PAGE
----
The Inspector General for the U.S. Department of Commerce expressed “deep concern” over the department’s repeated attempts to prevent her office (OIG) from completing a critical report on its investigation into the National Oceanic and Atmospheric Administration’s (NOAA) 2019 statement concerning Hurricane Dorian, better known as “Sharpiegate.”
In a memo to Commerce Secretary Wilbur Ross, IG Peggy Gustafson – an appointee of President Barack Obama – wrote that the department has “distorted” its communications with the OIG and abandoned proper protocol by claiming “amorphous and generalized privileges” in order to prevent her office from releasing its final report which implicates “high level individuals.”
The investigation dates back to President Donald Trump’s Sept. 1 tweet claiming the state of Alabama was likely be hit “much harder than anticipated” by the incoming storm, a prediction that did not align with forecasts from the government or other weather services.
In addition to Florida – South Carolina, North Carolina, Georgia, and Alabama, will most likely be hit (much) harder than anticipated. Looking like one of the largest hurricanes ever. Already category 5. BE CAREFUL! GOD BLESS EVERYONE!
— Donald J. Trump (@realDonaldTrump) September 1, 2019
The National Weather Service’s (NWS) Birmingham, Alabama division corrected the president just minutes later. NOAA then released an unsigned and highly controversial statement defending the president’s initial claims as being true and rebuking the NWS for correcting the president. (Trump also famously displayed an official weather forecast map which had been altered by a Sharpie marker.) Gustafson’s office was investigating the unsigned rebuke, which was widely maligned by government scientists as politically motivated, to determine whether it violated NOAA’s Scientific Integrity Policy.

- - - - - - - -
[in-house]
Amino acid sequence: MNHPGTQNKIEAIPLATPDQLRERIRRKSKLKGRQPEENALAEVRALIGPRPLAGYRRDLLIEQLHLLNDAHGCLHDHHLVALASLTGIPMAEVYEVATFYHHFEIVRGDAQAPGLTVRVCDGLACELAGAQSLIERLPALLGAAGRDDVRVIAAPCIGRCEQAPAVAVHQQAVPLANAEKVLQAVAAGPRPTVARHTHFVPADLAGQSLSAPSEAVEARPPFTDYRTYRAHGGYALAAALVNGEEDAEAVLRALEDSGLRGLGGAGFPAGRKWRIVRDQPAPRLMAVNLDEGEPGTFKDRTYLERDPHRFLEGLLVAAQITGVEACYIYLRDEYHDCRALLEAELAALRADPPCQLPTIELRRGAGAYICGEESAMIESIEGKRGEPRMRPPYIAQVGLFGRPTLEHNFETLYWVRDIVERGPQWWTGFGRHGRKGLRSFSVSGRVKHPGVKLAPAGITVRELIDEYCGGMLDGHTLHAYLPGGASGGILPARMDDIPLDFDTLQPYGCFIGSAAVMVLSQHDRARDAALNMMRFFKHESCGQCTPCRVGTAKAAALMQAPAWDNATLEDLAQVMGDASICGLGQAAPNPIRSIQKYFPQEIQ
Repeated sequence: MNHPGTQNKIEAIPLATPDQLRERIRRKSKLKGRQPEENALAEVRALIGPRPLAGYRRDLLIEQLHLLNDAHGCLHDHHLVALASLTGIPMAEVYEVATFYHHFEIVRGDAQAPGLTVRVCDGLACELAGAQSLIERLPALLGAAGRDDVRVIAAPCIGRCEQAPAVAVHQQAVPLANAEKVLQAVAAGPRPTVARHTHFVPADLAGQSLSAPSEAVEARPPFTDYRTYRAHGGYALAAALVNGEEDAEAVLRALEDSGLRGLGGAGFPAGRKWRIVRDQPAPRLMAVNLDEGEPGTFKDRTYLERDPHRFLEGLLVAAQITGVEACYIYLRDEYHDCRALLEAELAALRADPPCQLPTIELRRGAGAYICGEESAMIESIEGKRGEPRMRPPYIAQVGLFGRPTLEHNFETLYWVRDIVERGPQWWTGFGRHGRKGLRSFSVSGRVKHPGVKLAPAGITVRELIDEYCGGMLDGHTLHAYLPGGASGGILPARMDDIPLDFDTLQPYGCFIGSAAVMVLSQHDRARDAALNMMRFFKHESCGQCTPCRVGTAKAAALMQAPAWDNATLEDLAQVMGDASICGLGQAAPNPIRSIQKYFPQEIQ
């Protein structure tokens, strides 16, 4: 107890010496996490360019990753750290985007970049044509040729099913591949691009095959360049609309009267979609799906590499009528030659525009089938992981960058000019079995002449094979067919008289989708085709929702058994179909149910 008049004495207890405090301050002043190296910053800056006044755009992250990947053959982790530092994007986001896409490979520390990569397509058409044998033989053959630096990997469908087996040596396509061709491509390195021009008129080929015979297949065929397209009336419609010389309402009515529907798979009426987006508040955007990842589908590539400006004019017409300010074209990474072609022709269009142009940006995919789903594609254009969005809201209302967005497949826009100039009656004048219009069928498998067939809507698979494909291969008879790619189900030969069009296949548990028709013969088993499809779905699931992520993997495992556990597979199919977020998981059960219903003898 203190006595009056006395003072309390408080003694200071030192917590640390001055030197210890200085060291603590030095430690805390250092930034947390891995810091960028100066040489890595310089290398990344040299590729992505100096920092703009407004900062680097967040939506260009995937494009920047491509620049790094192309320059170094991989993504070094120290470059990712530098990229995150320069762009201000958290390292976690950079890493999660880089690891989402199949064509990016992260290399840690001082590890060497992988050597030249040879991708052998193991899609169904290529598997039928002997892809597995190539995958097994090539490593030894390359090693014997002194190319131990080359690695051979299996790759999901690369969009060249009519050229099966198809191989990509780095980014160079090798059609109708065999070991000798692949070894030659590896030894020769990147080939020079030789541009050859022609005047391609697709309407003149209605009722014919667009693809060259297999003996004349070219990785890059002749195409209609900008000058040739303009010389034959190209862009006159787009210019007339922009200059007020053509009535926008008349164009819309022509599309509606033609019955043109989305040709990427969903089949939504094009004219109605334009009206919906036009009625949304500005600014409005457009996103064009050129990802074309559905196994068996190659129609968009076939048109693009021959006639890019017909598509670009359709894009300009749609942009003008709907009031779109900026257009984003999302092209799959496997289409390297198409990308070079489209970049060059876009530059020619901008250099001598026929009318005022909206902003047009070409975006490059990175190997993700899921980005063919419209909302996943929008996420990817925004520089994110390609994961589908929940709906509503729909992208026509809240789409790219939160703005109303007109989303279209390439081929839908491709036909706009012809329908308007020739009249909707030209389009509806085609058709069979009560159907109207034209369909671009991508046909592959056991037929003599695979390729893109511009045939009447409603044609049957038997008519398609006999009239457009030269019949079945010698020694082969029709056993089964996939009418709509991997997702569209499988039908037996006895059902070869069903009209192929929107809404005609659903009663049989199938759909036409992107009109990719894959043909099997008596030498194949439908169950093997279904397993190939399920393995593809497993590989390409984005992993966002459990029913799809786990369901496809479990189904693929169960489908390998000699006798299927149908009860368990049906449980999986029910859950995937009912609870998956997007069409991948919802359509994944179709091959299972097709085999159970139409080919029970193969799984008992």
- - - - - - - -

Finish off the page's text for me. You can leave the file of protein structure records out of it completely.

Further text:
In a summary of the OIG’s final report released last week, Gustafson wrote that the department “led a flawed process” and issued a statement “that did not further NOAA’s or NWS’s interests” which failed to account for “the public safety intent of the NWS Birmingham tweet and the distinction between physical science and social science messaging.”
Gustafson pulled no punches in her memo to Ross and plainly stated that her office has reason to believe the Commerce Department was intentionally obstructing the release of the report to protect top administration officials.
“The final publication of our evaluation has been delayed, thwarted, and effectively estopped by the Department’s refusal to identify specific areas of privilege,” she wrote.
“Further, we are concerned that your staff has distorted previous discussions of potential redactions to report appendixes and the agreed-upon privilege review process by creating a self-serving narrative in their communications with us. Notably communications were consistently collegial, until OIG transmitted the final report for a privilege review and subsequent issuance of the final report to you. This tone shift appears to be directly linked to the content of our report and the findings of responsibility of the high-level individuals involved. I am concerned that the substance of our report and findings has resulted in this retaliatory posturing.”
Sen. Jeanne Shaheen (D-N.H.) on Wednesday called the Department’s conduct “unacceptable.”
The Department of Commerce OIG is being prevented from publishing its findings into political interference into NOAA’s weather forecasting. This is unacceptable. @SecretaryRoss must allow the OIG to do its work and publish its findings immediately!
— Sen. Jeanne Shaheen (@SenatorShaheen) July 2, 2020
See below for the full memo to Ross:
[image via YouTube screengrab]
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